In the Office: Prayer for God’s People

I generally arrive in the office well before the rest of our church staff, and one of the great gifts this habit gives me is the opportunity to spend some quiet moments alone reading scripture and praying about the needs of our congregation…and what needs there are! In my church family – as in any church family – there is a constant stream of loss and illness, along with the stresses and transitions that life inevitably brings. And it is my privilege and my joy to lift these needs into the light of God’s presence – knowing full well, of course, that He is aware of these needs – but eager, all the same, to add my loving concern to the “constant beams of love energy” that God showers upon His people (as one of my seminary professors used to put it).

But I wonder. When I look at the prayers of the New Testament, I rarely find the leaders of the early church praying about the illnesses and the strained marriages and the impending losses – although these needs were certainly present. Instead, as one of today’s readings from the Daily Office in the Book of Common Prayer exemplifies, the focus falls on the expansion of God’s work within and among his people.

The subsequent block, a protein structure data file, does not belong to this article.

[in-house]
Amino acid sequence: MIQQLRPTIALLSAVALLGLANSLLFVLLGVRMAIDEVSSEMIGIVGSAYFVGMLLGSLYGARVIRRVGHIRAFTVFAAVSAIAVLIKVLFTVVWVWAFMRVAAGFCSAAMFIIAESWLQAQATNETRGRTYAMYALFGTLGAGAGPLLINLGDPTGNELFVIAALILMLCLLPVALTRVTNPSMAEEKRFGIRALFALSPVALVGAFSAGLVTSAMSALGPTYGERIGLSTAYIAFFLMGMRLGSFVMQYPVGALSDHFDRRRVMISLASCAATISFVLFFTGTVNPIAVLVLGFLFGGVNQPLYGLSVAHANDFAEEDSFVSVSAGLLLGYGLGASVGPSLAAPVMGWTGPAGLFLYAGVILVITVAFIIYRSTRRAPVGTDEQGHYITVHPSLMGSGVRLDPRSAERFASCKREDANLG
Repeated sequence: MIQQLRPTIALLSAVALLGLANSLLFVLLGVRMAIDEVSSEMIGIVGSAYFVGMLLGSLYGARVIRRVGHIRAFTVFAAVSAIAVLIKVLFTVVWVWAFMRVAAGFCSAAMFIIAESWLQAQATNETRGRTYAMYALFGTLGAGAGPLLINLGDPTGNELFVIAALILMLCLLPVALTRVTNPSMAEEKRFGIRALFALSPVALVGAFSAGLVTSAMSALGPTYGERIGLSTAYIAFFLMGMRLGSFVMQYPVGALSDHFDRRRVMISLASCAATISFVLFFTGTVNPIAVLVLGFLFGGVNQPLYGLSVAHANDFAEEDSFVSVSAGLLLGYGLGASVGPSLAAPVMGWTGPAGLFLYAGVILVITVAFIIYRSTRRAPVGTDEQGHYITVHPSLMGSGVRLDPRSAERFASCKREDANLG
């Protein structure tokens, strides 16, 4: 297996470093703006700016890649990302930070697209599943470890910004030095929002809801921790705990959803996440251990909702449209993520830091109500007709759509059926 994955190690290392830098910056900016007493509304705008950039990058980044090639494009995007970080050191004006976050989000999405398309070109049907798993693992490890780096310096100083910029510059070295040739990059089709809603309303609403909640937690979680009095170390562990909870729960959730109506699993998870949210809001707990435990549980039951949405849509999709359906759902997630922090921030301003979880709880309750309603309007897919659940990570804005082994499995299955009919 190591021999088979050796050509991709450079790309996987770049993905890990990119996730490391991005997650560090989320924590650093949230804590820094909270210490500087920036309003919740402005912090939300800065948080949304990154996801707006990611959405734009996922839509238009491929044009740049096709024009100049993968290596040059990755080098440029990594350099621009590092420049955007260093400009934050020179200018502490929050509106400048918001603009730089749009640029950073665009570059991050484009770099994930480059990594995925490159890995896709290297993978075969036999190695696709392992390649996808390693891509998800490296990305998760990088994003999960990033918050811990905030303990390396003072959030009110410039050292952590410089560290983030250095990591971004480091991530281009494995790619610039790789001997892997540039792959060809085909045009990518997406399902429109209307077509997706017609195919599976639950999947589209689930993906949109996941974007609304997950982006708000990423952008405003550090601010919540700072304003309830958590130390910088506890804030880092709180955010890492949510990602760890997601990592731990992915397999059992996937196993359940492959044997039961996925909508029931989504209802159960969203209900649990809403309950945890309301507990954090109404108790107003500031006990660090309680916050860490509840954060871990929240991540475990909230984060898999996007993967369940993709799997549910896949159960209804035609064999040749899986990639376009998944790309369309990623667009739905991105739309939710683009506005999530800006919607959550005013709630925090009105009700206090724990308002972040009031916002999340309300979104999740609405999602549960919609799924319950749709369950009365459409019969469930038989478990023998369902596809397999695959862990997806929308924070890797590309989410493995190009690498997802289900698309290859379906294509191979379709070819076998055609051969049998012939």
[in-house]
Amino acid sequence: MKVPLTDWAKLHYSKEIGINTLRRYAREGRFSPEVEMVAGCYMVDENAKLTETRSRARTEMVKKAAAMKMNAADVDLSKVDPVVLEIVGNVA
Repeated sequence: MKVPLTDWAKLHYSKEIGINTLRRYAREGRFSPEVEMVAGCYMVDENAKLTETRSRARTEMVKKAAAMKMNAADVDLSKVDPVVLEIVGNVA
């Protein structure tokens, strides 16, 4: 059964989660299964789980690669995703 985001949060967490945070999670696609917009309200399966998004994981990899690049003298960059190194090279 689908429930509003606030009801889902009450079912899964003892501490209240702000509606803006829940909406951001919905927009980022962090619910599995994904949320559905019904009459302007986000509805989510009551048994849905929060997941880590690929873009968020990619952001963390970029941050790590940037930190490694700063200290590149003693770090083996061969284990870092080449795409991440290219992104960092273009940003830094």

I keep asking that the God of our Lord Jesus Christ, the glorious Father, may give you the Spirit of wisdom and revelation, so that you may know him better. I pray that the eyes of your heart may be enlightened in order that you may know the hope to which he has called you, the riches of his glorious inheritance in his holy people, and his incomparably great power for us who believe.” (Ephesians 1:17-19)

eph116These emphases are not mutually exclusive, of course. I have little doubt that the Apostle Paul prayed over the heartaches and worries of his “children in the Lord” – even as he prayed over their continued growth in Christ. But can we achieve the same balance? Can we pray – not only for the health, comfort and blessing of our friends – but also for their growth in wisdom, in hope, and in love for God and others?

To my church family, I say this: “I have not stopped giving thanks for you, remembering you in my prayers” (Eph 1:16). I’m thinking about those burdens that you carry with such grace. I’m remembering the beauty of the way you serve others. And I’m praying that God will “expand His kingdom embrace” – within us, among us, and beyond us.

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